Making ACT youths safer drivers
ACT Government launches free road-safety awareness course for high school students.
The ACT Government has officially launched a one-day road safety training seminar targeted at 16-18-year-old school students. It is part of a scheme known as the Road Safety Youth Driver Awareness program, or RYDA.
RYDA is a national driver education scheme, with 50,000 students and 650 schools taking part annually.
Aims of the course
Six interactive workshops make up the one-day course, with the aim of helping students learn how to drive safely – but also, how to be a responsible peer passenger. Students work with trained facilitators, local police representatives and community groups.
Topics covered include:
- Hazards and distractions
- Speed and stopping distance
- Vehicle safety
- Effects of fatigue
- Crash survivor accounts
Why is this course needed?
ACT Minister for Road Safety Shane Rattenbury said this course is in response to the 15 young drivers tragically killed while driving on Australian Capital Territory roads over the last decade.
“One life lost on our roads is too many and we must all change our thinking to put the safety of others first so that we can create a safe road network. On the road, we must all work together so everyone gets from point A to point B safely,” Rattenbury said.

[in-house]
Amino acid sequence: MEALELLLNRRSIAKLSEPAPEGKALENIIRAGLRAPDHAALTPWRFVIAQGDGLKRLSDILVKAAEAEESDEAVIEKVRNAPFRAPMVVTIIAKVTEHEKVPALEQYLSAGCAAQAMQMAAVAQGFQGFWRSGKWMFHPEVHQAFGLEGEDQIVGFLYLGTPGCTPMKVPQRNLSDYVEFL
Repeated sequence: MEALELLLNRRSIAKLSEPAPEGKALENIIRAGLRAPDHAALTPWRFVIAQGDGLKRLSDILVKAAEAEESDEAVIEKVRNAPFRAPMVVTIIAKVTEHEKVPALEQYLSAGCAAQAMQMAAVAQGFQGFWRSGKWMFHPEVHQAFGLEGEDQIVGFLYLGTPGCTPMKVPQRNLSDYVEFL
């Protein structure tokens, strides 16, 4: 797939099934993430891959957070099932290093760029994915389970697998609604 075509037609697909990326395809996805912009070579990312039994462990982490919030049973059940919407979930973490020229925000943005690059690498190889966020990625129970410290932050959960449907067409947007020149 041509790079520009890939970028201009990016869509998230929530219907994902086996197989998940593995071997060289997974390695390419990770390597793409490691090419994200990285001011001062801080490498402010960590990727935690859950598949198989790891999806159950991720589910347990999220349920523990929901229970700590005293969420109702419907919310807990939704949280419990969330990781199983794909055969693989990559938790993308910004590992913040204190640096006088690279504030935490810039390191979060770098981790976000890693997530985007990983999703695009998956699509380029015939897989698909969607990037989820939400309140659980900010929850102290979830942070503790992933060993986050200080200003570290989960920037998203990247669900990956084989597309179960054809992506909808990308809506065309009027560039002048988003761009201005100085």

The ultimate goal is to give young drivers lifelong safety skills and awareness.
“I am pleased we are supporting initiatives like RYDA which is better preparing them for a lifetime of safe driving,” said Rattenbury.
Why are young drivers at so much risk?
Research has shown that young drivers are twice as likely to die in a road traffic accident. Transport for NSW reported that young drivers are more likely to drink and drive, get behind the wheel when tired, go over the limit and own older car models.
Another New South Wales report discovered young drivers often display poor judgement, underestimate risks or even take chances on purpose. Coupled with their lack of real driving experience it is a dangerous combination.
Do schemes like RYDA work?
Rattenbury said that nationwide evidence suggests the RYDA program and similar schemes along with graduated licensing, are making a difference.
“Across other states and territories there has been a reduction in youth trauma due to extensive learner and provisional driver reforms and safer cars and roads,” Rattenbury said.
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